Flow cytometry

Germ cells were released from seminiferous tubules in PBS as described [11]. After germ cells were stained with 25 mg/l ethidium bromide (Sangon Biotech, Shanghai, China), the samples (×106) were analyzed by a high speed cell sorter flow cytometer (BD Biosciences, San Jose, CA, USA) with an excitation wavelength of 488 nm.

Quantitative reverse transcription-polymerase chain reaction (qRT-PCR)

qRT-PCR was performed as described previously [5]. Primer sequences used were MTA1, 5’-CAGTGTCGCCTCTGCGCATC-3’ and 5’-TCCACTGCTCCGAGCTGGAA-3’; GAPDH, 5’-GGGTGAGGCCGGTGCTGAGT- 3’ and 5’-TGACCCGTTTGGCTCCACCCT-3’.

Amplification of GAPDH mRNA was served as an internal control. PCR products were then quantified by SYBR green intercalation using the MiniOpticon™ system (Bio-Rad Laboratories, Inc., Hercules, CA, USA). The relative abundance of MTA1 transcript was quantified using the comparative ΔΔCt method.

Western blotting

Protein samples were prepared in ice-cold RIPA buffer (Tris-HCl 50 mM, NaCl 150 mM, Triton X-100 1% vol/vol, sodium deoxycholate 1% wt/vol, and SDS 0.1% wt/vol pH 7.5). Membranes were then incubated with different primary antibodies in blocking solution overnight at 4°C (Table 1). Final signals were detected using an ECL kit (Amersham Biosciences, Buckinghamshire, UK).

Antibody Host species Vendor Catalog number Application(s)/dilution(s)
MTA1 Goat Santa Cruz Biotechnology sc-9446 IB (1:250) IHC (1:100)
Actin Goat Santa Cruz Biotechnology sc-1616 IB (1:1000)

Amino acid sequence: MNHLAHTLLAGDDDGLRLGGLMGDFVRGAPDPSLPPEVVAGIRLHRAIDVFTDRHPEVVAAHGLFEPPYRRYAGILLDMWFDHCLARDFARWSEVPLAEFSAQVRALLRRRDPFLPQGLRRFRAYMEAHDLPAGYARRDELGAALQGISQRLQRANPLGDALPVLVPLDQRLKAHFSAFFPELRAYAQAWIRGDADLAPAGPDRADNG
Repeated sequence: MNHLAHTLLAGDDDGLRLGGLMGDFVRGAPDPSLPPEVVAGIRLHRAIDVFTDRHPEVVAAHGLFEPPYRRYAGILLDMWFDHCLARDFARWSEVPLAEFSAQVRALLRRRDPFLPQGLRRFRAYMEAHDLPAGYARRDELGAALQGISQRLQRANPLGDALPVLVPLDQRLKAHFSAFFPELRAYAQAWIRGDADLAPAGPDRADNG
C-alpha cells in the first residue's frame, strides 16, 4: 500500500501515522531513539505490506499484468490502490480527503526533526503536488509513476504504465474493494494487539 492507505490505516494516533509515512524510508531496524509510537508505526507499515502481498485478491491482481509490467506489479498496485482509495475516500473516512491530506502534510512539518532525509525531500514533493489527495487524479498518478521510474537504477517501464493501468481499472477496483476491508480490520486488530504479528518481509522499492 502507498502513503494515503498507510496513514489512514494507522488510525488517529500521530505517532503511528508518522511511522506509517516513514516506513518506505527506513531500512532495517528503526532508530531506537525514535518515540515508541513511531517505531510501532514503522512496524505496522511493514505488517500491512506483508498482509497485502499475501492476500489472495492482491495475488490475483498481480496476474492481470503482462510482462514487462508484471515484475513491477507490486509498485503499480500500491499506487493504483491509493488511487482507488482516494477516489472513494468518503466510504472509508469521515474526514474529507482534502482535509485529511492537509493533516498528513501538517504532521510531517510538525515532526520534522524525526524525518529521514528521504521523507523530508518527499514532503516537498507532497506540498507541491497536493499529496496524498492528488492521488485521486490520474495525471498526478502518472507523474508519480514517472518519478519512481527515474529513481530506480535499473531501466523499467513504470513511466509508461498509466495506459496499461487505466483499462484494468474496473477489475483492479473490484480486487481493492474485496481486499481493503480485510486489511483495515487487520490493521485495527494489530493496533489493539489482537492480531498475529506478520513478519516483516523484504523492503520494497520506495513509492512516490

EGF Goat Santa Cruz Biotechnology sc-1342 IB (1:500)
pEGFR Rabbit Cell Signaling Technology, Inc. (Beverly, MA) # 2231 IB (1:1000)
IB: Immunoblotting/western blotting; IHC: Immunohistochemistry.
It is noted that all the antibodies listed herein immunologically reacted with the corresponding proteins in mouse.

Table 1: Antibodies used for various experiments in this report.


The Avidin-Biotin-Peroxidase (ABC) method was employed in the immunohistochemical assay on serial 5-μm sections as previously described [5]. Briefly, after endogenous peroxidase activity was blocked with 0.3% H2O2 in methanol for 30 min, slides were incubated with the anti-MTA1 goat antibody, diluted in PBS at 4°C overnight in a moist box. Biotinylated rabbit anti-goat IgG (1:500 dilution) was incubated for 1 h at RT and detected with streptavidin–peroxidase complex. Peroxidases were detected with 0.7 mg/mL 3-3’-diaminobenzidine tetrahydrochloride (Sigma) in 1.6 mg/mL urea hydrogen peroxide (60 mmol/L Tris buffer, pH 7.6). Negative control slides were incubated with pre-absorbing serum.